Numbers, Facts and Trends Shaping Your World

Online Banking 2005

Online banking jumps 47% in two years

Fifty-three million people, or 44% of internet users and one-quarter of all adults, now say they use online banking. Those figures amount to an increase of 47% over the number of Americans who were performing online banking in late 2002.

On a typical day online, 13 million Americans are performing banking chores online, a 58% jump from late 2002.

These latest results come from a survey done by the Pew Internet & American Life Project in late November 2004. Of all the major internet activities tracked by the Project since its inaugural survey in March 2000, online banking has grown the fastest. 

Here are some of the key characteristics of online bankers:

  • Broadband and online experience. The spread of online banking has coincided with the spread of high-speed broadband connections and the increasing maturation of the internet population. Fully 63% of those with broadband at home have tried online banking, compared with 32% of those with dial-up connections. And 51% of those who have more than six years of internet experience have tried banking online, compared to 27% of those with three years or less of online experience.
  • The rise of GenX. Those with internet connections between the ages of 28 and 39 to have tried online banking. Some 60% have done so, compared to 38% of wired GenY members (those 18-27) and 25% of those with internet connections over the age of 60.
  • Men. In the past two years, online men are notably more likely to perform online banking activities than online women. Half of men with internet connections (49%) have tried online banking, compared to 39% of online women. This is a change from the situation two years ago when internet-connected men and women were equally as likely to be banking online.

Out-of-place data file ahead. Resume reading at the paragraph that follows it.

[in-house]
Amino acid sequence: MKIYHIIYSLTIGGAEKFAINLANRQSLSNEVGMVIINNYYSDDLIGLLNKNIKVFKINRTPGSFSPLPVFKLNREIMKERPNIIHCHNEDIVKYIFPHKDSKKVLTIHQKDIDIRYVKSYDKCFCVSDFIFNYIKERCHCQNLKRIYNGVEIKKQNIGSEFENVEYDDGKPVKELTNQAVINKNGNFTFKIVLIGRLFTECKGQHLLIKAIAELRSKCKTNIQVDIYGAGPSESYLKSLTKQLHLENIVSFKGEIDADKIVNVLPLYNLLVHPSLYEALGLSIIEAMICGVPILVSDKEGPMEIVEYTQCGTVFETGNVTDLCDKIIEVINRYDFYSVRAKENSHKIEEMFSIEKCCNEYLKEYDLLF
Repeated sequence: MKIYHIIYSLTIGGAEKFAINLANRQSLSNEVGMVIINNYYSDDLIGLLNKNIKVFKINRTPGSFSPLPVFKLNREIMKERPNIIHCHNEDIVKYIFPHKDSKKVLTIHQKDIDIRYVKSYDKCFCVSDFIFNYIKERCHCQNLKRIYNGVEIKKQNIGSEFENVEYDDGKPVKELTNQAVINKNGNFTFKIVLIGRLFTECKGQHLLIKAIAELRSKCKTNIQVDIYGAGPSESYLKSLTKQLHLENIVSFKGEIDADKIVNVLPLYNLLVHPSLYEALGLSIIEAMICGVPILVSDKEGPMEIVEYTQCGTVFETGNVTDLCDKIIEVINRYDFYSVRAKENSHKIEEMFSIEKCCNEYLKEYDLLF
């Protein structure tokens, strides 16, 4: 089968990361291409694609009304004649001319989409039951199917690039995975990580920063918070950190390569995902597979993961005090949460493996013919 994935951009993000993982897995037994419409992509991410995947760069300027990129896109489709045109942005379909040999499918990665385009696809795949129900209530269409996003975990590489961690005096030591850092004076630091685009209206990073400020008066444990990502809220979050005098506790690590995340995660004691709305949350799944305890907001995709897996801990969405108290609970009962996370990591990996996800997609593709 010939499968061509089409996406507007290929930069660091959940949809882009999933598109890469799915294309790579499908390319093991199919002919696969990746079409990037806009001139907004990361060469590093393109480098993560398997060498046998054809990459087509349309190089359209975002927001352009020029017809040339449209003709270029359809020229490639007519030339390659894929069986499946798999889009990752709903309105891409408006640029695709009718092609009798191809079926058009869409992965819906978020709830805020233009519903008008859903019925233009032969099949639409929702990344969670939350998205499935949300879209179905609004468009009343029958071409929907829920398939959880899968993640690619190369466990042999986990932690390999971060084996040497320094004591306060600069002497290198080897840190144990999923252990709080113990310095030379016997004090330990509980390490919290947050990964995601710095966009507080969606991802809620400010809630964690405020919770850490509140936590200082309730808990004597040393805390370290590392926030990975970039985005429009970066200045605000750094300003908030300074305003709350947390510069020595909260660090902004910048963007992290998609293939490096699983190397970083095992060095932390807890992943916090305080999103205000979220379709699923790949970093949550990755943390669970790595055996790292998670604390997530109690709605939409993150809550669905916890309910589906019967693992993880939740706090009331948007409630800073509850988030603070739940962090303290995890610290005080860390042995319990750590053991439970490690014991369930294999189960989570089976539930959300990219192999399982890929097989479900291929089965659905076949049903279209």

• Higher socio-economic status. Online banking, like many other internet activities, is most likely to be performed by those living in well-off households (households with more than $75,000 in income), those who have college and graduate degrees, and those who live in suburbs. It is important to note, though, that there has been an across-the-board increase in online banking that has brought more of those who are working class, those who don’t have college degrees, and those in rural areas into the online banking population.

This rise in online banking likely flows from two major trends. The first is that as internet users gain more experience online, they are more likely to perform activities that involve money, such as making online purchases and travel reservations, and participating in online auctions.

The second trend is that banks themselves have discovered the virtues of online banking and have become more aggressive in offering it as an option to customers. Various studies have found that online banking customers are more profitable than offline customers – they make fewer customer service calls and are less likely to switch banks. That means many banks are improving their online services and offering them free of charge to customers.

Growth in online banking 2002-2004

Of course, phishing (the practice of trying fraudulently to get consumer banking and credit card information) is one potential new problem for online banking. Increasing numbers of fake emails are showing up in people email inboxes, “warning” them that their account information needs to be checked or that some problem has arisen in their account. These emails then point people to Web sites where they are asked to enter their financial information. This fraud not only costs banks real dollars, but it degrades customers’ trust in the bank and in online banking in general.

The findings here come from a national telephone survey of 537 internet users conducted between November 23 and 30, 2004. The survey has a margin of error of plus or minus five percentage points.

The Pew Internet & American Life Project is a non-profit initiative of the Pew Research Center and is funded by the Pew Charitable Trusts to examine the social impact of the internet. The Project does not advocate any policy outcomes. It is non-partisan.

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